He continued, “It’s easy to call an artist, give them a check and then put your brand name x artist and think you’re in — but you’re not in, you’re just dabbling.”

The Luxury Outlier

Maison Margiela x Reebok
The heeled Maison Margiela x Reebok Instapump Fury collab.
CREDIT: Couresy of Reebok

Despite the overcrowded sneaker collaboration landscape, high-fashion labels have managed to carve out their own lane.

In recent years, top athletic footwear players have generated headlines for entering into partnerships with the high-fashion elite. For instance, Jordan Brand’s collaboration with Dior in 2020 was among the year’s most discussed shoes, regardless of category, and the longstanding partnership between Nike and Sacai continuously produces hits.

This proliferation of high-fashion partnerships with athletic sneaker companies has been nothing short of polarizing. Raysse, who has collaborated with the likes of Willy Chavarria and Maison Kitsune through his Brandblack imprint, is enamored by it all.

“That whole Gucci and Adidas thing is fire. I love all of it. There’s something punk rock about taking a $75 sneaker and saying ‘Yeah, it’s $800 because it’s Gucci,’” Raysse said. “The other one was ridiculously fire was Gucci and The North Face.”

He continued, “The fact that you have to drop eight bills on a pair of $75 shoes is the absolute Gilded Age crescendo peak expression of collaborations.”

Reebok has also delivered its fair share of luxury collaborations, having worked with the likes of Victoria Beckham and Pyer Moss. However, global director of product management Rich DiLando, who oversees street culture and energy collaborations, identified Maison Margiela as perhaps its best expression of a luxury partnership.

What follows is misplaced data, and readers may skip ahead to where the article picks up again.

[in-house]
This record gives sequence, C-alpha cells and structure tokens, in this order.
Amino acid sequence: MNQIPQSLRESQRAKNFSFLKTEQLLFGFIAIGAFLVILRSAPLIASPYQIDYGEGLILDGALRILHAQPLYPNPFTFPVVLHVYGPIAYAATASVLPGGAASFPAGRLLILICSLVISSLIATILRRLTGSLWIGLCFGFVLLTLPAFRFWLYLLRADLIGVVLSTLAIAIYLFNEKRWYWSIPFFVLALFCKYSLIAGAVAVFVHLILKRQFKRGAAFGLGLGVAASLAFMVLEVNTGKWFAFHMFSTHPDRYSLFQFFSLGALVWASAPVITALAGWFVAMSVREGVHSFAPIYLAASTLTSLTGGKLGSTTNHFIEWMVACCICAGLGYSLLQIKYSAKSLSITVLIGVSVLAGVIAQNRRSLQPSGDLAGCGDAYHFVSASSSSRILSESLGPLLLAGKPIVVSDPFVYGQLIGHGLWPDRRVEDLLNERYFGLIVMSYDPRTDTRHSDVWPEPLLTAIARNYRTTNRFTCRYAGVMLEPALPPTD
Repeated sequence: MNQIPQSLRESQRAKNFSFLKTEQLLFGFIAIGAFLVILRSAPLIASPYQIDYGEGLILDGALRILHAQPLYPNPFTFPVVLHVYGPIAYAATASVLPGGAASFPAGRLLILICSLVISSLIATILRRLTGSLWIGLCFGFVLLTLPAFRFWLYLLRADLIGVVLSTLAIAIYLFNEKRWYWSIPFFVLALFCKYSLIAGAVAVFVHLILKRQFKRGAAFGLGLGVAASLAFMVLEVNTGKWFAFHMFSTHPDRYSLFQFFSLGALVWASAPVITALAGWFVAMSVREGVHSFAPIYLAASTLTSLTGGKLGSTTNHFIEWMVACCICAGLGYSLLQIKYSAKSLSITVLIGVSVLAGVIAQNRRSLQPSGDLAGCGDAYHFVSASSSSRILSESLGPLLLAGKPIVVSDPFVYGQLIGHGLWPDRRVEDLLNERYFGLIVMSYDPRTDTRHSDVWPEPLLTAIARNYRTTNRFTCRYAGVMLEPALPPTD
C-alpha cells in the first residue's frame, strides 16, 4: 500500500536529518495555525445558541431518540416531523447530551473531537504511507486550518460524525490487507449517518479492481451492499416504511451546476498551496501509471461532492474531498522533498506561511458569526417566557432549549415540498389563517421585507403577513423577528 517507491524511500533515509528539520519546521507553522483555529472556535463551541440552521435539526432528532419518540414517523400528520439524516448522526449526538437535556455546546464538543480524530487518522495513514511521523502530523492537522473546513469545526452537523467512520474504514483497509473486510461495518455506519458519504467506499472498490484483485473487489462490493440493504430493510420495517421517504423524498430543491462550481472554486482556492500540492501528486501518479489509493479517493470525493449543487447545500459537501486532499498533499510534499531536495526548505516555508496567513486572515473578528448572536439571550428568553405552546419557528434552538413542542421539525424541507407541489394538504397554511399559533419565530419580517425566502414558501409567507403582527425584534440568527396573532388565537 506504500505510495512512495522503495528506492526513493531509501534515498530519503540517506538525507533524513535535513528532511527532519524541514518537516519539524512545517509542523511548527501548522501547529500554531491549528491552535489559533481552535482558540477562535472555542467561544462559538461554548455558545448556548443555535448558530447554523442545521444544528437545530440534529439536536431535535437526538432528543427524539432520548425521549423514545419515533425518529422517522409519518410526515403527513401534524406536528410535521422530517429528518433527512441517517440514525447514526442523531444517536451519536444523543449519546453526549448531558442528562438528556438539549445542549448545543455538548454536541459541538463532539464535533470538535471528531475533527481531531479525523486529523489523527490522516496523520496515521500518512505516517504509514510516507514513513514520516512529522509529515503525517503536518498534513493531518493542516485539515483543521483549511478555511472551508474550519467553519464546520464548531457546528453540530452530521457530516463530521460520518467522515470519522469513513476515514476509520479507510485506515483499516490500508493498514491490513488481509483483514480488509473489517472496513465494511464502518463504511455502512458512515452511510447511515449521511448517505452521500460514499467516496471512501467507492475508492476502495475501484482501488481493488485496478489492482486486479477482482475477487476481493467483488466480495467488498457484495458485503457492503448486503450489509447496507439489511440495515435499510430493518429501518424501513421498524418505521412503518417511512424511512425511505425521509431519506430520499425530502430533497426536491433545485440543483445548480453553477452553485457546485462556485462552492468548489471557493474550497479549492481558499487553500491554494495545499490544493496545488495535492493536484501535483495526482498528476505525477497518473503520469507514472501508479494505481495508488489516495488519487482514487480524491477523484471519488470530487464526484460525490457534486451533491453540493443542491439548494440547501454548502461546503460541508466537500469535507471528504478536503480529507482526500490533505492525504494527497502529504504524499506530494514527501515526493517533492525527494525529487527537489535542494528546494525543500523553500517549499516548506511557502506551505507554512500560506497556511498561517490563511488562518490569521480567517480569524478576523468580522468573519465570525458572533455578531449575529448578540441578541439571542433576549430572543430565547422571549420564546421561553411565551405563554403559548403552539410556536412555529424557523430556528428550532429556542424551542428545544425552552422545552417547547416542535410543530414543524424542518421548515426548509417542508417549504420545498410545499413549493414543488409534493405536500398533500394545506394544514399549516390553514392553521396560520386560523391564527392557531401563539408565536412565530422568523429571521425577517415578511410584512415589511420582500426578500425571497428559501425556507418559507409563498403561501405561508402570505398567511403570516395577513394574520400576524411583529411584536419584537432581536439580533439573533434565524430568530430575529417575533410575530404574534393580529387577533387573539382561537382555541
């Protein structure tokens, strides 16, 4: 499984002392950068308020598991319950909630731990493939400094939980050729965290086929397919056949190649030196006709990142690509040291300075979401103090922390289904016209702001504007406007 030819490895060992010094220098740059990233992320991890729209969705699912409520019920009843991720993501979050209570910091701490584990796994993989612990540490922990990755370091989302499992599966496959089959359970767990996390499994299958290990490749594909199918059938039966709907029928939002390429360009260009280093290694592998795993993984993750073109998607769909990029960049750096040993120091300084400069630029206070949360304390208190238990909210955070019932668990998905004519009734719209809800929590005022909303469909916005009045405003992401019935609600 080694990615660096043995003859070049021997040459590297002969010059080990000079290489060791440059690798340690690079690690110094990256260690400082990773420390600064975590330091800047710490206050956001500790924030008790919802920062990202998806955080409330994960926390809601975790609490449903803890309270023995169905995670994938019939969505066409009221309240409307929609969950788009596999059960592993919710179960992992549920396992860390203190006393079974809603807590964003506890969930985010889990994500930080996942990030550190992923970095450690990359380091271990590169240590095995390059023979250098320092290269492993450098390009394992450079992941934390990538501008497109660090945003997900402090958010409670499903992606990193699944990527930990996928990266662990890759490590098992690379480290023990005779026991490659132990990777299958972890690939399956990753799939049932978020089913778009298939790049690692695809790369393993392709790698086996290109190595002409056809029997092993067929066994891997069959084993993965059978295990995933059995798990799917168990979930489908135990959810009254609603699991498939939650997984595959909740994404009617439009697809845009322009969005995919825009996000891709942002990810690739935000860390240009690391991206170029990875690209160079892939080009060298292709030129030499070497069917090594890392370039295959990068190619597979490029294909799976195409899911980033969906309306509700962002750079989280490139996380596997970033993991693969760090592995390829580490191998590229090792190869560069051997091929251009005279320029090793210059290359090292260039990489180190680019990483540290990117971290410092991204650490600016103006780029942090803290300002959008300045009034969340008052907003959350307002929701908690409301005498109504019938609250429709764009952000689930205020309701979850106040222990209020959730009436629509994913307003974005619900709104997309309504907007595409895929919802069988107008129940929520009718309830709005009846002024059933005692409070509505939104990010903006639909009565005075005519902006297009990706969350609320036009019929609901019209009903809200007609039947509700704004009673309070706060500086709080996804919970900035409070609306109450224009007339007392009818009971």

“When there is a reason for there to be a collaboration, that’s when it resonates with the sneakerhead community and consumers of the luxury brand as well, if they weren’t sneakerheads before. When the storytelling is authentic to both parties, it gives consumers a reason to care,” DiLando said.

DiLando believes by adding Margiela’s famed tabi toe to classic sneakers including the Instapump Fury and Classic Leather, and employing luxurious materials to the silhouettes, consumers understood why the two joined forces.

However, if the consumer cannot immediately grasp why the partnership exists, you’ve failed.

“If you cannot explain it in a minute, then it’s not the right partnership,” said Heiko Desens, global creative director at Puma. “There are too many where people don’t know what the is partnership about.”

A Different Approach

Moncler x Hoka One One Mafate Speed 2
Moncler x Hoka One One Mafate Speed 2.
CREDIT: Courtesy of Hoka One One

With collaborations dominating the marketplace, brands are fine-tuning their strategies.

Hoka, for instance, has no plans to flood the market with them. Doolan said the brand will continue to limit the amount of collaborations that it does, which is two or three per season, or five to six per year.

Vans, too, is in favor of a less is more approach.

“We will be more focused on why we come together in collaborative efforts to enable in the best way possible a relationship that is truly symbiotic. In short, two entities coming together to get to a place we both couldn’t get to alone and to learn from each other on how we can be better,” explained Ian Ginoza, the Vans VP and advisor creative director role of the Pinnacle Special Business Unit.